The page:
My name is Bryan Wilson. I am a second year student at the University of Michigan studying art and design. I am an oil painter and fashion designer born and raised in Detroit, Michigan. I have been painting for the past 2 years, painting exclusively with oil. Oil painting was a medium that I stumbled upon. I began painting in acrylic my senior year of highschool, and oil painting was something that was heavily recommended to me. I bought my first set in November 2019 and instantly fell in love with the medium. To me it had set itself miles above acrylic in terms of application and rendering.
Through the time of the pandemic I was really able to build a craft and practice the technique of oil painting. I learned everything myself and applied skills I used before in my art into painting with oil. I spent hours watching youtube videos on different methods and techniques. However I found myself lost in technique, I was so invested in technique my work had no substance. I would strive only for photo realistic quality and there was no meaning in my work, and then I shifted.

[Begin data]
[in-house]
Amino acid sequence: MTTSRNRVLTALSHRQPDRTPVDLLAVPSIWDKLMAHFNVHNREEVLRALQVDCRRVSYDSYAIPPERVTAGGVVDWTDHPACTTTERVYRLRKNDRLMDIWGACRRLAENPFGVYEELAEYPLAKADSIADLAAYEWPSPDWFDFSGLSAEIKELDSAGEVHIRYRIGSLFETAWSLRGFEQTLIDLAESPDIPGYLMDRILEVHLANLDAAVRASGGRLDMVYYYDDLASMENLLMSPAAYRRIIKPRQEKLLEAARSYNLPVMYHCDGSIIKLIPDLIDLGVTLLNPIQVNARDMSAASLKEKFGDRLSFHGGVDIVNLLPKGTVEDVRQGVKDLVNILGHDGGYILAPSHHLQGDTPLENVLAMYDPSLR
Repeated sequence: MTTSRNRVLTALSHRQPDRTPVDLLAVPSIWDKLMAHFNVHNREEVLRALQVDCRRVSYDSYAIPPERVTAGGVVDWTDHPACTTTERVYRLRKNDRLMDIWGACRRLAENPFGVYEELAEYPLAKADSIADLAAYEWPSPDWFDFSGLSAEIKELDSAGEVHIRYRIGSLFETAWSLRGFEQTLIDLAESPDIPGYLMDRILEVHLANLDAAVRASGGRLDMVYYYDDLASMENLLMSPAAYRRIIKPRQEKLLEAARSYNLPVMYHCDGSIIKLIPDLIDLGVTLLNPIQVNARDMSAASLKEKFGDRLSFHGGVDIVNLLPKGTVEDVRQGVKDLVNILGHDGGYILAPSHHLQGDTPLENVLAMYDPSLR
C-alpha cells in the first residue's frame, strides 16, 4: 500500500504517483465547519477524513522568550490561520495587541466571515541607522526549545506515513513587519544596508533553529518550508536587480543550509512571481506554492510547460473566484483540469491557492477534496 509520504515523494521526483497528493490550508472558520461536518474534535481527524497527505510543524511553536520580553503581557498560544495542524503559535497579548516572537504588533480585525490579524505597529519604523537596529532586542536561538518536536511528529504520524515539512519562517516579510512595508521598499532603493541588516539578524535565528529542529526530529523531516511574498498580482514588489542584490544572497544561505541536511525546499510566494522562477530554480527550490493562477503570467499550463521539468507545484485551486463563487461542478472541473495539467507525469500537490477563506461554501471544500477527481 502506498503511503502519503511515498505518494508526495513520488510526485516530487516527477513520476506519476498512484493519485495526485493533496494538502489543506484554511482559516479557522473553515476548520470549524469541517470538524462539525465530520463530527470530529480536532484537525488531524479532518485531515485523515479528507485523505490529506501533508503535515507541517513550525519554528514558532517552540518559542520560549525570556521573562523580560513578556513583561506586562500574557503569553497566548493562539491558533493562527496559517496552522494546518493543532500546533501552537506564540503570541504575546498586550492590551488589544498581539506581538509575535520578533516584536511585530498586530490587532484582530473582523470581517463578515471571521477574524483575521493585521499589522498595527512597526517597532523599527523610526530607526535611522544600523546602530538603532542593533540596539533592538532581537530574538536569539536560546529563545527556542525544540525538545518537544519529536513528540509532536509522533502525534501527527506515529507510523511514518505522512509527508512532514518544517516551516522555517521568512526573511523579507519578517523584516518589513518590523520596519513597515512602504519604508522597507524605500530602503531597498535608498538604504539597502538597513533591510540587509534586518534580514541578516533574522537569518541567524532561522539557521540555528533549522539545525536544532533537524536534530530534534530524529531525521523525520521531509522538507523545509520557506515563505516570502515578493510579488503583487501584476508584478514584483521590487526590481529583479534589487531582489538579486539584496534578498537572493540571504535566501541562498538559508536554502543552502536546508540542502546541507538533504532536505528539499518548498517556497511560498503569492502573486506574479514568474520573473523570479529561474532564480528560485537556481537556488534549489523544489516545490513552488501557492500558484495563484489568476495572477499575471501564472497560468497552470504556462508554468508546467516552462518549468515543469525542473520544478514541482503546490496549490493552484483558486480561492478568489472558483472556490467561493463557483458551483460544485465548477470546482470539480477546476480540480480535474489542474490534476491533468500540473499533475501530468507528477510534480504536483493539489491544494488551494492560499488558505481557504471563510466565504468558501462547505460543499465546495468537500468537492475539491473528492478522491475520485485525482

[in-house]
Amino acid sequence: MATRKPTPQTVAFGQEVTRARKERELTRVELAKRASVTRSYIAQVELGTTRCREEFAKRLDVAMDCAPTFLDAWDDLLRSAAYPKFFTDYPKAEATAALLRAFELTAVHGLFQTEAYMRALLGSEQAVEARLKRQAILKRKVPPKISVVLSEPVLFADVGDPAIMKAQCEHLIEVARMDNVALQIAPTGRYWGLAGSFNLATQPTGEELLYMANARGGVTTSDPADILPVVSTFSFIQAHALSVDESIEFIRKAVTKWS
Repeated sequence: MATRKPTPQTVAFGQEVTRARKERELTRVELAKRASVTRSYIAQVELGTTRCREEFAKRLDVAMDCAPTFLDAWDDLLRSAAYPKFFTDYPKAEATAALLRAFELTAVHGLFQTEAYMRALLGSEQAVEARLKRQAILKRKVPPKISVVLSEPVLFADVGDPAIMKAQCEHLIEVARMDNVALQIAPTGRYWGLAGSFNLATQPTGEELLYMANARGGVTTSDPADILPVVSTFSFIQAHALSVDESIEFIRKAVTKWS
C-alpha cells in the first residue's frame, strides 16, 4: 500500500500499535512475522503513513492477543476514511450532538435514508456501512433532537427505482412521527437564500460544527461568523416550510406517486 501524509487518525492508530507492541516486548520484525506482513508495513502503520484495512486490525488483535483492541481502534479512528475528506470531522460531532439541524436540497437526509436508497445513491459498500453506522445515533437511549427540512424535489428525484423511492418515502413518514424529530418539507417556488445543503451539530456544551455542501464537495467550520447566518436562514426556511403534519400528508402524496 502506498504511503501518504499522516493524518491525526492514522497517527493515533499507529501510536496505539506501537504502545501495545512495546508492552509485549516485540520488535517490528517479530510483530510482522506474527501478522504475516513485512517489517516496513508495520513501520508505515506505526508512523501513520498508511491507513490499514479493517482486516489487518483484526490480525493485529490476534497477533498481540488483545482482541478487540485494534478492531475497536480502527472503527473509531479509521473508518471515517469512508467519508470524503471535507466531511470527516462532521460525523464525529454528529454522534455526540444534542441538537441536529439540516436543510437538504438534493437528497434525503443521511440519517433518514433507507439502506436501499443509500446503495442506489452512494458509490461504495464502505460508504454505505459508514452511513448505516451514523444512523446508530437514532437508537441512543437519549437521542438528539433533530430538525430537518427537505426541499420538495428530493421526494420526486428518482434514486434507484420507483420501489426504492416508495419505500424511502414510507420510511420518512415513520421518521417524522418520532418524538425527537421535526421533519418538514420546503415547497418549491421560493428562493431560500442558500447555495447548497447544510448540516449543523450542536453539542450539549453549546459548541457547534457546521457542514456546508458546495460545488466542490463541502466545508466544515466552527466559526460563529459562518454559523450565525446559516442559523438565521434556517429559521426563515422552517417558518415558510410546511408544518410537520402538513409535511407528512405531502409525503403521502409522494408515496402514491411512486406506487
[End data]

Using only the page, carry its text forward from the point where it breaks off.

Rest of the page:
Today as a fine artist my work is an exploration of morality. We all have morals that we believe to be right or wrong, and through my work I explore how simple it is for anyone to fall victim to any morals. Morals are something as humans we all have and we all have opinions on which are valued higher than others. I receive a lot of inspiration from modern day entertainment, which allows us to be presented with moral choices everyday.
My work features a heavy use of the skeleton figure, often mistaken for death, the use of the skeleton is a representation of the human figure. As an artist I desire to have an impact on the viewer when they see my work. I want the viewer to see the skeleton and be able to see themselves in the same position, victim to the morals surrounding.